To maximize Liveries gained next iteration, we need to maximize L'*F'*S'= O(L*F*S) * O(L*F*r) * O(L*F*(1r)) = O(L^3*F^3*S*(1r)*r).
That at least tells us that we should gain Falconers and Squires in equal number so F = S, and that equates to O(L^3*F^4).
The number of Liveries appears to cube itself each time we play a Golem, but not really since the other components do not grow nearly as fast.
Empirical data suggests that the actual exponent of growth for Liveries is ~2.4 (though my spreadsheet could only do 7 iterations before blowing up).
This is repeated for each Golem, with the number of Golems for the next turn equal to half the number of Horses gnerated in the last iteration.
Empirically, G' = ~(L^(2.4*G)^1.7. That means that overall growth per turn = L^(2.4*[(L^(2.4*G)^1.7]) or thereabouts not even counting the Liveries we end up buying.
The problem is that the exponents aren't in a favorable place. I believe, overall, it surpasses 2 uparrows.
For those that are new to uparrow notation:
If f(x) = x*2, then f(f(f(2)))) = 2*2*2*2 = 2^4 = 2↑4 = 16 "exponentiation"
If f(x) = x^2, then f(f(f(2)))) = ((2^2)^2)^2 = 2^8 = 256
If f(x) = 2^x, then f(f(f(2)))) = 2^(2^(2^2)) = 2↑↑4 = 65536 "tetration"
If f(x) = 2↑↑x, then f(f(f(2)))) = 2↑↑(2↑↑(2↑↑2) = 2↑↑↑4 = ? "pentation"
Mathematicians have not blessed that second row with a name that I could find. Bankers would call it "compounding", and if applied to finance, "amortization".
EDIT: Forget what I said about amortization. It's just another form of exponentiation. I don't have any label for that second row.

Exciting stuff :D I'll try to take a closer look at the effect on liveries per golem played since that seems a little bit sketchy to me.
If I'm not mistaken, I believe the second row can be referred to as a double exponential function?

... seems a little bit sketchy to me.
I've had a chance to reexamine the analysis. It was indeed a bit sketchy.
I was maximizing the right expression to find the best ratio of Falconers to Squires, but it was looking an iteration further ahead. For growth, we should simply look at L' relative to L. L' was correctly stated as O(L*F*S).
Regardless of the starting values, a couple of Golem iterations leaves the cards in very specific ratios; F = S = H; L = F^(sqrt(2))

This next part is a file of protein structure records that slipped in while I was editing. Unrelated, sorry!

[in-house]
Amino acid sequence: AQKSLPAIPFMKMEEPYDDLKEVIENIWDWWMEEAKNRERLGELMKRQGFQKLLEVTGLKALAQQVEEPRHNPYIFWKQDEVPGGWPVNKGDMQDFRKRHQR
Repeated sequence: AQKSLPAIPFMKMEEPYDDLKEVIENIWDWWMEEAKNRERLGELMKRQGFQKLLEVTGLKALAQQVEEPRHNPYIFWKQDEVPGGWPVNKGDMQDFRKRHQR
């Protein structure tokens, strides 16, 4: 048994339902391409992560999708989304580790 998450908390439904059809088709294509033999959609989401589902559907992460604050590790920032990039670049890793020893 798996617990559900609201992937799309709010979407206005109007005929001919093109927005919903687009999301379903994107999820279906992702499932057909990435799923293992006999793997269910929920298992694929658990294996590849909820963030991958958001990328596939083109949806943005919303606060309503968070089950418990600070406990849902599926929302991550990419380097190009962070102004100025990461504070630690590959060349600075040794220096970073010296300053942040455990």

I wrote a program that reimplemented and verified my spreadsheet. I took it to 23 Golems. It verified the exponential growth of Liveries to be 1+sqrt(2), which can be calculated from the relationships above, to eight decimal places: 2.41421356.
Liveries after G Golem iterations is L^(2.414*G). In the final iteration we do not produce more Liveries but convert half the Horses to Golems for the next turn, so we end a turn with G = L^1.707, so growth can be expressed as L^(2.414*L^1.707)) per turn.
Also, a couple tweaks to the procedure. For the main Hermit loop, I stated "Exit loop when only 4 Scrying Pools remain, or 5 Scrying Pools if there is only 1 Golem". However, you can stay in this loop until you are down to 2 Scrying Pools. The 2nd Scrying Pool will draw the entire deck which includes more Scrying Pools created by the Count when it trashed Squires.
Also, it left a very large number of Horses in our hand at the beginning of the buy phase. I did not want to play the Quarry since I wanted to gain Horses in the buy phase. But I could have played the Quarry, played the Horses as Hermits and gained Liveries. We would not gain Horses for our purchases, but I think having more Liveries for the first iteration is a win.
But I thought of an even better strategy. Do not play Quarry, but still play the Horses as Hermits and gain Squires. Then in the buy phase, Donate and trash the Squires to gain Scrying Pools. While at it, pretrash the Mandarin as well. Just a slight catch: the Quarry which we topdecked gets shuffled again. We can work around that by setting two Scrying Pools aside with Way of the Turtle and simply take Herbalist out of the kingdom.
This is all insignificant but fun to think about.
EDIT: Corrected the number of Horses and Golems again.

This is all insignificant but fun to think about.
Another thing my model has let me discover is the optimum ratio of FalconerstoSquires to gain. Earlier analysis had pegged it at 0.5 (equal amounts of each). This seemed reasonable since they contributed to the increase of Liveries nearly equally and neither Falconers nor Scrying Pools could be returned from play. It turns out that the algorithm is not sensitive to this value at all. If you place the ratio at the extremes (close to 0.0 or 1.0), the exponential growth drops off to about 2.0, but anywhere in between and the growth tends towards 2.414. But a ratio of 0.689655 gets there just a bit quicker. It's because Falconers also produce Patrons and Patrons do get returned from play by gaining a Mandarin, hence they repeatedly contribute to gaining more Liveries.
If you start with just 5 Liveries, 5 Falconers, 5 Scrying Pools, and 7 Golems, along with the minimum number of other components, and acquire Falconers/Squires at the 0.5 ratio, you will end up with 3.967*10^310 Liveries. At a ratio of 0.689655, you end up with 5.742*10^317 Liveries; more than 10 million times as many. The fact that this isn't really significant is a testimony to how large these numbers are.